Market Failure 8: Non-Efficiency policy goals (The right tool for the right job)
Policy analysis is client-oriented advice relevant to public decisions and informed by social values.
David L Weimer and Aidan R Vining, Policy Analysis: Concepts and Practice (3rd Edition)
Microeconomics as a discipline is focused on allocative efficiency as a goal. The entire structure of market failure economics is an attempt to answer the question of what kinds of government intervention will be allocatively efficient. But while allocative efficiency is very important, it is not the only goal policy-makers (or their constituents) value. These other goals do not fall neatly into the structure of microeconomics, but there are still some pieces of general advice I can give.
The sorts of non-efficiency policy goals I’m thinking of are:
- Changing the distribution of incomes in society (e.g. welfare)
- Providing of social services that are considered moral necessities (healthcare, public housing)
- Supporting an industry for cultural or historical reasons (indigenous fishing rights, protecting traditional production of a good or service)
- Economic policies enacted for national security reasons (18th Century Britain’s Navigation Act, or requirements that defence contractors produce their goods domestically)
Each of these policies has different rationales and effects, so rather than go through every possible intervention, I want to outline some points to bear in mind. Most of these are worth remembering no matter what kind of intervention you are planning.
The market has not failed. As I noted in Part One, the market’s function is to efficiently match demand and supply using the price mechanism. Market failures are phenomena that prevent the market from doing that properly. The market is not able to produce arbitrary income or wealth distributions, or promote certain industries out of proportion to market demand. This does not mean the market has failed, but merely that it is not capable of achieving every possible goal. Your car can’t fly, but that doesn’t make your car defective. What is does mean is that if you want to fly you won’t be able to use your car to do it. Similarly, if you want something other than allocative efficiency, you need to consider alternatives to market mechanisms. Your goal here is not to “fix” the market, but rather to get to your goal by working around the market as much as possible.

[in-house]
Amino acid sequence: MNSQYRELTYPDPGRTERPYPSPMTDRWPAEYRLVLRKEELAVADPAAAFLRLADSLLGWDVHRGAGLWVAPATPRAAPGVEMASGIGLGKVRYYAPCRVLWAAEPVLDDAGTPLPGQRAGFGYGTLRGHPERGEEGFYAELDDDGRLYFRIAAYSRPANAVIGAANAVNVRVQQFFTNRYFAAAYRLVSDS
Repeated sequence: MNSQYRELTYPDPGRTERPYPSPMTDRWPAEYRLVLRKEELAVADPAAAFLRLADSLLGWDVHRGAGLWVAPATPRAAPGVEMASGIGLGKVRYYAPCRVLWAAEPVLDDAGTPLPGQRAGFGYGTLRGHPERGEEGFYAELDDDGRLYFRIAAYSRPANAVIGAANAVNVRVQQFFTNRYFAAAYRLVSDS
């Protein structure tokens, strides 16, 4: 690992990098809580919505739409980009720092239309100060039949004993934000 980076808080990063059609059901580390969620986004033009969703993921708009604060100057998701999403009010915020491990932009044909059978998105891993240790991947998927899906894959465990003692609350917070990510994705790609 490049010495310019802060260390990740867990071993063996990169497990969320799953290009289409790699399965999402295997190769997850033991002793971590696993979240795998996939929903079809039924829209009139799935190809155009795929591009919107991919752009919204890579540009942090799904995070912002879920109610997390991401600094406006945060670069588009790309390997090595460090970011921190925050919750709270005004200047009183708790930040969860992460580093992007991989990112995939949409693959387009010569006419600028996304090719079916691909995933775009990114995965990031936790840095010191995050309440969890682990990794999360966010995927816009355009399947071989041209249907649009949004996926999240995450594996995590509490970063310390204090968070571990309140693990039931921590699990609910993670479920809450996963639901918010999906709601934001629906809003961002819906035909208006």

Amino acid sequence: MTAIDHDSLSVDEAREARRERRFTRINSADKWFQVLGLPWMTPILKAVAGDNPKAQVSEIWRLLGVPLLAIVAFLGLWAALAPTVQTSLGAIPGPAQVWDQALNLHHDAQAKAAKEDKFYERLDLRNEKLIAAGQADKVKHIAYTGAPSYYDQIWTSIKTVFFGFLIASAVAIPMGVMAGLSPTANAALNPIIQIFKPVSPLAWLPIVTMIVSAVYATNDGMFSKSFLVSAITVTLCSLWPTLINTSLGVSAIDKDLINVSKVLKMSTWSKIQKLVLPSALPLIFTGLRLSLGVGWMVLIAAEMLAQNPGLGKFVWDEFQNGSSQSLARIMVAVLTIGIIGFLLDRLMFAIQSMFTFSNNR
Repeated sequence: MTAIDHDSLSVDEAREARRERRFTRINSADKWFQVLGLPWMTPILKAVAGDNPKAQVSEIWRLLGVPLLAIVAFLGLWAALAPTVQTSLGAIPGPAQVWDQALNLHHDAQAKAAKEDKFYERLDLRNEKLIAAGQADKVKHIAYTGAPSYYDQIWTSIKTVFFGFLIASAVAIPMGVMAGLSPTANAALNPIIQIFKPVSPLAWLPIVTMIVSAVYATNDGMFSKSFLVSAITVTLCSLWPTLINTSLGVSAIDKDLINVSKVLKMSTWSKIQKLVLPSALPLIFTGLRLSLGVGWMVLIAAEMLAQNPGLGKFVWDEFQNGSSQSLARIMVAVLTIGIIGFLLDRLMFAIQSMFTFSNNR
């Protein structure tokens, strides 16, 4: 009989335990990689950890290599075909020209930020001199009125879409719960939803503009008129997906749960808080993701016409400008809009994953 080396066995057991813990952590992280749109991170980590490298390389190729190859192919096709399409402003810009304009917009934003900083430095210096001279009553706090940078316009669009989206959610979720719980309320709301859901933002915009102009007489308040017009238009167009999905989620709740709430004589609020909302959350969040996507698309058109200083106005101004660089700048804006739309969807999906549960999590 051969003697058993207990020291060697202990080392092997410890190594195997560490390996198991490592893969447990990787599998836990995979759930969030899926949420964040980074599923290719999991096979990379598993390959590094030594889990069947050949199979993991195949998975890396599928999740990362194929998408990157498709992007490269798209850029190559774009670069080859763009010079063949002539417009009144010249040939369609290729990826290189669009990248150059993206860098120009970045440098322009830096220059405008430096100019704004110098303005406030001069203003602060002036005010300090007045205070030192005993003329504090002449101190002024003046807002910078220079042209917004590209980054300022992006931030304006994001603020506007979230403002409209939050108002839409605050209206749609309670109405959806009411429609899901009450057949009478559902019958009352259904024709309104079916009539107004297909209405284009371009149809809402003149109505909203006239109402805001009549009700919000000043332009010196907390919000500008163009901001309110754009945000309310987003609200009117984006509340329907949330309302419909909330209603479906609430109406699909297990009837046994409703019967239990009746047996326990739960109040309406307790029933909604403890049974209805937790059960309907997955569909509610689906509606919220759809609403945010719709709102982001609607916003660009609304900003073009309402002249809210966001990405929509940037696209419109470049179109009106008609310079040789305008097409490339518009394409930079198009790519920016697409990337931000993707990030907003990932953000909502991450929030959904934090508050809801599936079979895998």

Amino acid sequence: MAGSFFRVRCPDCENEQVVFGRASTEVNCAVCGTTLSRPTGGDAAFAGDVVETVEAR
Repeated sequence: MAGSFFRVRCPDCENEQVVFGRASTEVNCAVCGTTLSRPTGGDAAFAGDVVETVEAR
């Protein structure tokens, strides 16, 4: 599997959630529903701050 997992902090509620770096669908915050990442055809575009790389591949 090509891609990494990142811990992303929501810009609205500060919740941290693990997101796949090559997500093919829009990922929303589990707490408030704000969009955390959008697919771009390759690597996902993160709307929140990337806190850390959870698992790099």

Efficiency is still important. Allocative efficiency isn’t everything, but it is very important. Efficiency is a measure of how well society is using limited resources to improve human well-being. No matter what you are trying to achieve, that matters. Be aware that any change you make to relative prices (the mechanism the market uses to convey information) will come at a cost to the well-being of consumers even if it is not immediately visible. That may be a price worth paying, but it is a price, and you should be aware of what you are sacrificing. You should also be aware of the welfare implications of your intervention. Know who your intervention is likely to harm.
Avoid distorting the market more than necessary. Since the market is doing what it is supposed to be doing you should endeavour to avoid messing with it more than you have to. There is a spectrum of intervention in the economy that looks something like this (from least intervention to most):
- Do Nothing
- Moral Suasion (asking people to do or not do something)
- Choice Architecture / Nudging
- Taxes or subsidies
- Regulations that don’t directly control prices and quantities (quality standards, disclosure requirements etc.)
- Regulations that do directly control prices and quantities (price floors or ceilings)
- Direct government control of production or consumption
- Outright ban of good or service